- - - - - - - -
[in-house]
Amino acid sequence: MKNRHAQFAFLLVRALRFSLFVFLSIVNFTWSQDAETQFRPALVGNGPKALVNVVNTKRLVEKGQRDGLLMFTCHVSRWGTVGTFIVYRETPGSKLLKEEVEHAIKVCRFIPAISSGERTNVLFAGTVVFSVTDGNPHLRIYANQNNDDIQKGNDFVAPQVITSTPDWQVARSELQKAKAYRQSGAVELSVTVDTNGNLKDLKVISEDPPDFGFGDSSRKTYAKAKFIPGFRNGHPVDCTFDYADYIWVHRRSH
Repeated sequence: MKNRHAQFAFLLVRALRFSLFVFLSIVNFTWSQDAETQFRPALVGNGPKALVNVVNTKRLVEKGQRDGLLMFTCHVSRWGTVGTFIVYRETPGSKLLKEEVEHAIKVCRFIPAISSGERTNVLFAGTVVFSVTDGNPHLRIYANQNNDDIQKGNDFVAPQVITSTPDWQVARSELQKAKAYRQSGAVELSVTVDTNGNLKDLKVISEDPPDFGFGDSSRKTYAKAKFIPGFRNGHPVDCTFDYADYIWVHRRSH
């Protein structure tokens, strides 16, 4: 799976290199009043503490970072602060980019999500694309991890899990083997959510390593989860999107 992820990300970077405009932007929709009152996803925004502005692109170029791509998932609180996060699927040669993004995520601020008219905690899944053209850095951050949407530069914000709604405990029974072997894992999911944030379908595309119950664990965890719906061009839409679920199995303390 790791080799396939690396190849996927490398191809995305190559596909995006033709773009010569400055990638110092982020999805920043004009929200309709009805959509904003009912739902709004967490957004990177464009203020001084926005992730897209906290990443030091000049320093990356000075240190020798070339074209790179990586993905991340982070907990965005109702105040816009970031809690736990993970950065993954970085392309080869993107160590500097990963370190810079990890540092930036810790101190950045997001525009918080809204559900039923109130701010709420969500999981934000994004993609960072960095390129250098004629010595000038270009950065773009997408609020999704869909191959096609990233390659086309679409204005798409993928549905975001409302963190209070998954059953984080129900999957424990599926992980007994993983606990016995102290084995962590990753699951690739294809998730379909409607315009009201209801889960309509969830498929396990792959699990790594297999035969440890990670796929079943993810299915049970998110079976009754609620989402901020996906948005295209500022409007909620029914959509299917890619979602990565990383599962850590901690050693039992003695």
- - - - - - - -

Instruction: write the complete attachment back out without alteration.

[in-house]
Amino acid sequence: MKNRHAQFAFLLVRALRFSLFVFLSIVNFTWSQDAETQFRPALVGNGPKALVNVVNTKRLVEKGQRDGLLMFTCHVSRWGTVGTFIVYRETPGSKLLKEEVEHAIKVCRFIPAISSGERTNVLFAGTVVFSVTDGNPHLRIYANQNNDDIQKGNDFVAPQVITSTPDWQVARSELQKAKAYRQSGAVELSVTVDTNGNLKDLKVISEDPPDFGFGDSSRKTYAKAKFIPGFRNGHPVDCTFDYADYIWVHRRSH
Repeated sequence: MKNRHAQFAFLLVRALRFSLFVFLSIVNFTWSQDAETQFRPALVGNGPKALVNVVNTKRLVEKGQRDGLLMFTCHVSRWGTVGTFIVYRETPGSKLLKEEVEHAIKVCRFIPAISSGERTNVLFAGTVVFSVTDGNPHLRIYANQNNDDIQKGNDFVAPQVITSTPDWQVARSELQKAKAYRQSGAVELSVTVDTNGNLKDLKVISEDPPDFGFGDSSRKTYAKAKFIPGFRNGHPVDCTFDYADYIWVHRRSH
């Protein structure tokens, strides 16, 4: 799976290199009043503490970072602060980019999500694309991890899990083997959510390593989860999107 992820990300970077405009932007929709009152996803925004502005692109170029791509998932609180996060699927040669993004995520601020008219905690899944053209850095951050949407530069914000709604405990029974072997894992999911944030379908595309119950664990965890719906061009839409679920199995303390 790791080799396939690396190849996927490398191809995305190559596909995006033709773009010569400055990638110092982020999805920043004009929200309709009805959509904003009912739902709004967490957004990177464009203020001084926005992730897209906290990443030091000049320093990356000075240190020798070339074209790179990586993905991340982070907990965005109702105040816009970031809690736990993970950065993954970085392309080869993107160590500097990963370190810079990890540092930036810790101190950045997001525009918080809204559900039923109130701010709420969500999981934000994004993609960072960095390129250098004629010595000038270009950065773009997408609020999704869909191959096609990233390659086309679409204005798409993928549905975001409302963190209070998954059953984080129900999957424990599926992980007994993983606990016995102290084995962590990753699951690739294809998730379909409607315009009201209801889960309509969830498929396990792959699990790594297999035969440890990670796929079943993810299915049970998110079976009754609620989402901020996906948005295209500022409007909620029914959509299917890619979602990565990383599962850590901690050693039992003695």